Over the past four weeks, the balance in the TGA account has already dropped by $266 billion, including a massive $110 billion in the week ended Wednesday:
The Fed, as any bank, carries customer deposits as a liability on its balance sheet. By contrast, the QE events – the purchases of Treasury securities and MBS, the repos, swaps, and SPV loans – are happening on the asset site of the balance sheet. But the TGA is on the liability side, money that the Fed owes the government.
So the government is using the funds in the TGA to pay for its deficit spending, including the $600 stimulus checks that were sent out starting at the end of December.
Drawing down TGA makes sense. The government doesn’t need to have all this much liquidity sitting in its checking account, while at the same time carrying this huge debt.
As a result, the government’s debt has declined since March 1, to be roughly flat with mid-February; and in January, it has risen more slowly than the horrendous spike that started in March, despite the red-hot pace of spending.
The insert in my Debt-out-the-Wazoo chart shows the details over the past three months. Obviously, drawing down the TGA balance represents just a minor and temporary slowdown in the incredibly spiking US National Debt:
The Treasury Department is reducing its checking account balance by spending this money faster than it is raising funds through new debt sales. When the government sends out a tax refund check or a stimulus check or pays for a contract, these checks or electronic transfers arrive at the recipients account at a commercial bank. The bank then presents them to the Fed for payment from the TGA.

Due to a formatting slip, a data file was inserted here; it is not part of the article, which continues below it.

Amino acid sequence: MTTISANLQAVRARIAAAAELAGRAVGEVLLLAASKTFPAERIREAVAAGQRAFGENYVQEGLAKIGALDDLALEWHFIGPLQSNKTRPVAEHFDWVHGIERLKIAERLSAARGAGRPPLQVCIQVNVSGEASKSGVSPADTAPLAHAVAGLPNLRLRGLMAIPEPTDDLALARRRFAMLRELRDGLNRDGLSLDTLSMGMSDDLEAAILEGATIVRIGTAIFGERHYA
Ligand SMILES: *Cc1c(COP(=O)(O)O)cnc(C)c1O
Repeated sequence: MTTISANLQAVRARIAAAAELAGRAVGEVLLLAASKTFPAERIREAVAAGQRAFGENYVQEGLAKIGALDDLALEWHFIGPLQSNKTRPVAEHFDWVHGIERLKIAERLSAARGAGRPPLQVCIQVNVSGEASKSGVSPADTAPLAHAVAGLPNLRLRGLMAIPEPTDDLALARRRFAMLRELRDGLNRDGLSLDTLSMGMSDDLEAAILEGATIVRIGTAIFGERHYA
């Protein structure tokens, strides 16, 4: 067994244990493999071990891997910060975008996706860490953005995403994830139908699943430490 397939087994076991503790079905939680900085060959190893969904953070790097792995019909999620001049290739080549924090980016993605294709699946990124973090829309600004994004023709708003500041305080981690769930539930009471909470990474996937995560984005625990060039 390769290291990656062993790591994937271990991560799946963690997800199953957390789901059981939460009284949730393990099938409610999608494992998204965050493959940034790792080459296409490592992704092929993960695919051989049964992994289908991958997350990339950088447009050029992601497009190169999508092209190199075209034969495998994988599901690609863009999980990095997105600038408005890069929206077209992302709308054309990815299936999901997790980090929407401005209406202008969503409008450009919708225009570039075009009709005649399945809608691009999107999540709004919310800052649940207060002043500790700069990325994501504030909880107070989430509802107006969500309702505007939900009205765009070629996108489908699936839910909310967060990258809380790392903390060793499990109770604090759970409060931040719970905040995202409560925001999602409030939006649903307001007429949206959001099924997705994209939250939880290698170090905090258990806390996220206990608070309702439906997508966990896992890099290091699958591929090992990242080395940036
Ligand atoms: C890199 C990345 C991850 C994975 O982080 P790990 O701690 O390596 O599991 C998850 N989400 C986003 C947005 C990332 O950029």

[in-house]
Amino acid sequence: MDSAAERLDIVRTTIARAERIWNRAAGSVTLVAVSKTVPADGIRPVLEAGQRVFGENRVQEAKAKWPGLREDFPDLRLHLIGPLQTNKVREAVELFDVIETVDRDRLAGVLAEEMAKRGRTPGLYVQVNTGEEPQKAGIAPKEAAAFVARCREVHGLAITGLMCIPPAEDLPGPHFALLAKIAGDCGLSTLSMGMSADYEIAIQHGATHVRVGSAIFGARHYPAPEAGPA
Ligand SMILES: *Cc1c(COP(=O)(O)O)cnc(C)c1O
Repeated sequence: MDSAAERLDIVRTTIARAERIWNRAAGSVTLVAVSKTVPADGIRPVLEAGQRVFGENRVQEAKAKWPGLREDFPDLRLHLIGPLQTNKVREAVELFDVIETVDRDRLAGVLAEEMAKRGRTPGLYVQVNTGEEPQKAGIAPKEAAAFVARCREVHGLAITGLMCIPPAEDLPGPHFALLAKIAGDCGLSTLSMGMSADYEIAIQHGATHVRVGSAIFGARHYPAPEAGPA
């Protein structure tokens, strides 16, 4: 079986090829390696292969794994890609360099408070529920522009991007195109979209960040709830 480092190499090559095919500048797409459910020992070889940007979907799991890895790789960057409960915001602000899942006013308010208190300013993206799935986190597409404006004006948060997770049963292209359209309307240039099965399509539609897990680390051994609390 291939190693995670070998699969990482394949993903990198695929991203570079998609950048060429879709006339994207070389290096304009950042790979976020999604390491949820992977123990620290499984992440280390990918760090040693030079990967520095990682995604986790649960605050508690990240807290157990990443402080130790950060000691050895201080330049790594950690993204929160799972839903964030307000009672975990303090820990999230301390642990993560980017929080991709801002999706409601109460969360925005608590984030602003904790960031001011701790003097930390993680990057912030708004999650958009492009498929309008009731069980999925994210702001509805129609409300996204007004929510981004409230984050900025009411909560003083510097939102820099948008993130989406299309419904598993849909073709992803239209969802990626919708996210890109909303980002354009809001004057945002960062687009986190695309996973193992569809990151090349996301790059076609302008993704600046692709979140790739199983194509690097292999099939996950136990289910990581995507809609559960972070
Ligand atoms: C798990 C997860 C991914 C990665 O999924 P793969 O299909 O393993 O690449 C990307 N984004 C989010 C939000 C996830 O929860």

The bank can then choose to add those funds temporarily to its reserves on deposit at the Fed. In this situation, the funds are effectively moved from the TGA account (money the Fed owes the government, a liability on the Fed’s balance sheet) to the Reserves account (money the Fed owes the banks, also a liability).
And you guessed it, as the balance in the TGA has plunged, the reserve balances on deposit at the Fed have spiked to a new record of $3.6 trillion. See the first chart above.
So this process of reducing the government’s TGA account balances has the roundabout effect of replacing Treasury securities on the banks’ balance sheets with reserves – sheer outright liquidity.
But there are all kinds of side effects, with so much Fed-created liquidity washing through the system, and changing hands, creating these massive distortions.